Patrick Devers: Yeah. I don’t remember the number, exactly. So that would have been around about 2017. And so in the northeast states, it looks like the population was down close to 500,000, so that’s in the northeast states. Remember, this is where it kind of gets confusing. And they have to really, we’ll look at the details because we can provide information on abundance at multiple spatial scales and we’ll talk about, we’ll kind of throw those all out at different times. It can get confusing if we’re not careful. So I can’t give you exact numbers off the top of my head for that. What I can tell you is that, yeah, we experienced that long declining population in the northeast states from starting around the 2000 till basically 2020 or so. And so again, that kind of ties back to, like, this population isn’t doing well. The rest of them are – we shouldn’t base our harvest regulations on one population that doesn’t represent the flyway. So when we made the switch to the multi stock AHM, you said we had some concern about the status of the eastern mallards. We also had concern, like, are our data correct? Are they giving us the right picture of how this population is doing? So we stepped back and kind of reevaluated all of our data sets, dug into them, torn apart. We basically opened up the lid on the engine there and really looked into it. And at the time, what we needed is something kind of in the short term that we could say, we’re confident this kind of bag limit and season or season length is sustainable and won’t cause, shouldn’t cause a further decline in the population if harvest is at all contributing, which there’s other hypotheses out there, changes in habitat conditions and things like that. Not to say that it was necessarily harvest alone or even in part, but so we did a kind of quick analysis and set up an interim strategy that said, look, we’re really comfortable. That says 2 birds a day for 60 days is okay, it’s sustainable and won’t cause any additional negative effects on the populations. So we put that in place and at the same time, like I said, we start to retool the eastern mallard model and really interrogate the data and make sure we’re comfortable with it, explore some of these hypotheses about changing habitat conditions and weather conditions, things like that, to see if we’re finding any signals. And developed a new eastern mallard harvest strategy. Now, it happens to be adaptive also, but it just isn’t used to set the general regulations anymore. And now that we have that in place, we feel like, given that we go out and count the number of mallards every year, we’re comfortable with the data, we’re comfortable with the models and we can adjust the regulations from year to year so that we make sure harvest is sustainable. And that means in some years, when numbers are going to be good, we can support 4 birds a day. But if numbers are low, we’re going to kind of pull back and go into a more restrictive, moderate package. That might be 2 birds a day or even 1 bird a day, if that’s really what the science is telling us to do.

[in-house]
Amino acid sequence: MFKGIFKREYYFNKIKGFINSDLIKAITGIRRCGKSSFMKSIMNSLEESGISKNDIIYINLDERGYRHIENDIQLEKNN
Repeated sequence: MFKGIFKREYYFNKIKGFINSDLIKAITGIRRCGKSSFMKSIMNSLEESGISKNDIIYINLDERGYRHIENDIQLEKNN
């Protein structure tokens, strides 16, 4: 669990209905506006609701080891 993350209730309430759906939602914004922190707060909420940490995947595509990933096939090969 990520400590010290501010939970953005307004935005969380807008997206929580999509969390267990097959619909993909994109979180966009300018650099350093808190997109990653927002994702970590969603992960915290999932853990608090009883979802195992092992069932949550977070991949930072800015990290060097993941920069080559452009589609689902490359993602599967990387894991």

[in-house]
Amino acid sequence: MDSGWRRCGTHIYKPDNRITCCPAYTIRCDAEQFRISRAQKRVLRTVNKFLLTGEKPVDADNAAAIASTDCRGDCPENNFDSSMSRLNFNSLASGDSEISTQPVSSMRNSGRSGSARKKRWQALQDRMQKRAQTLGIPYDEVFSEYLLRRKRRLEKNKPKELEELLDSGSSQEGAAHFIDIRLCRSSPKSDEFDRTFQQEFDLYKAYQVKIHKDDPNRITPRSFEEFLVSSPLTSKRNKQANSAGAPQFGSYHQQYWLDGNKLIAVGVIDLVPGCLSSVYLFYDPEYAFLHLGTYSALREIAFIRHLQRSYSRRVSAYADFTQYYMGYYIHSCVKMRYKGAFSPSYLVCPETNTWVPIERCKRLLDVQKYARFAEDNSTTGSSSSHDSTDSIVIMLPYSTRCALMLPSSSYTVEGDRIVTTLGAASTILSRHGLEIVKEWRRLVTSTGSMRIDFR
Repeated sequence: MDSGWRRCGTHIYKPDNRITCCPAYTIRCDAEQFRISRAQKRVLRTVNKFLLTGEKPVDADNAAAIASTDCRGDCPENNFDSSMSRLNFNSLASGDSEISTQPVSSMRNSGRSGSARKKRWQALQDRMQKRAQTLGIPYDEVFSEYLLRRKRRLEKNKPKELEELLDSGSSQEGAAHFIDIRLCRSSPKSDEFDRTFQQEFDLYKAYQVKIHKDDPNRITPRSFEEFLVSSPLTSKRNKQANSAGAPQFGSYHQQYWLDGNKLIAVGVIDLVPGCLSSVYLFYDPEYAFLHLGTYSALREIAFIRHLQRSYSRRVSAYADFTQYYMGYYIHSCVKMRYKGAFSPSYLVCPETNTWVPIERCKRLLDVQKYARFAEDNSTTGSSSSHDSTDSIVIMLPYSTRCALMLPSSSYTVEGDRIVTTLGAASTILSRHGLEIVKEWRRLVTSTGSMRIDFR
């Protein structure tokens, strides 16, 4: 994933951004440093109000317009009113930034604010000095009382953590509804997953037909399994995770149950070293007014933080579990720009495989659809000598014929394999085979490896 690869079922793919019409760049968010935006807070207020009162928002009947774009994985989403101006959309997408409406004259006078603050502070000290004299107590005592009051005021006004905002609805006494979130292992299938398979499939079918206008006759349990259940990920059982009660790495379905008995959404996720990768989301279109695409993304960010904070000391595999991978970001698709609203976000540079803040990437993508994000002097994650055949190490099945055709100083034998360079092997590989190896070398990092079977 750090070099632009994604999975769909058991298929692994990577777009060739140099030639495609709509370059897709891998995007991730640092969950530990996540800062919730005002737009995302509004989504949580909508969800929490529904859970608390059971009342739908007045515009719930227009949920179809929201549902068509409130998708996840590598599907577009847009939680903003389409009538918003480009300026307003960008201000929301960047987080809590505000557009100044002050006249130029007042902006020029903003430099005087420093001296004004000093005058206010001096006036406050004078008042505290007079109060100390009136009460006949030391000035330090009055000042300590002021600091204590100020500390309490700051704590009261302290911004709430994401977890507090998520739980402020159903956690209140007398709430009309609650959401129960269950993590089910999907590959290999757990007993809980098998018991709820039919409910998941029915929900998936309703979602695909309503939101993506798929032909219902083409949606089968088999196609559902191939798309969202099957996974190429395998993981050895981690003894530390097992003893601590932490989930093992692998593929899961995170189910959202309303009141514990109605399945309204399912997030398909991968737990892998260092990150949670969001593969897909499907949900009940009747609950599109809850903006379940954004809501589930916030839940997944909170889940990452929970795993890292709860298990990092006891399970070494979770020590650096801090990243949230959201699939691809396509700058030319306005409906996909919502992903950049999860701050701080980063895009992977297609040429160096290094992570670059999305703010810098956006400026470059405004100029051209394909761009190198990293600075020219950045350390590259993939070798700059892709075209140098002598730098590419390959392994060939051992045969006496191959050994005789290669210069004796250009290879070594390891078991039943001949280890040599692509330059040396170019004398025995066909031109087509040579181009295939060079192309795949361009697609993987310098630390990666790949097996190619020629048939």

Ramsey Russell: That’s kind of the whole point of the adaptive harvest management is to give managers that adaptability to respond, isn’t it?

Patrick Devers: That’s exactly right.

Ramsey Russell: Yeah.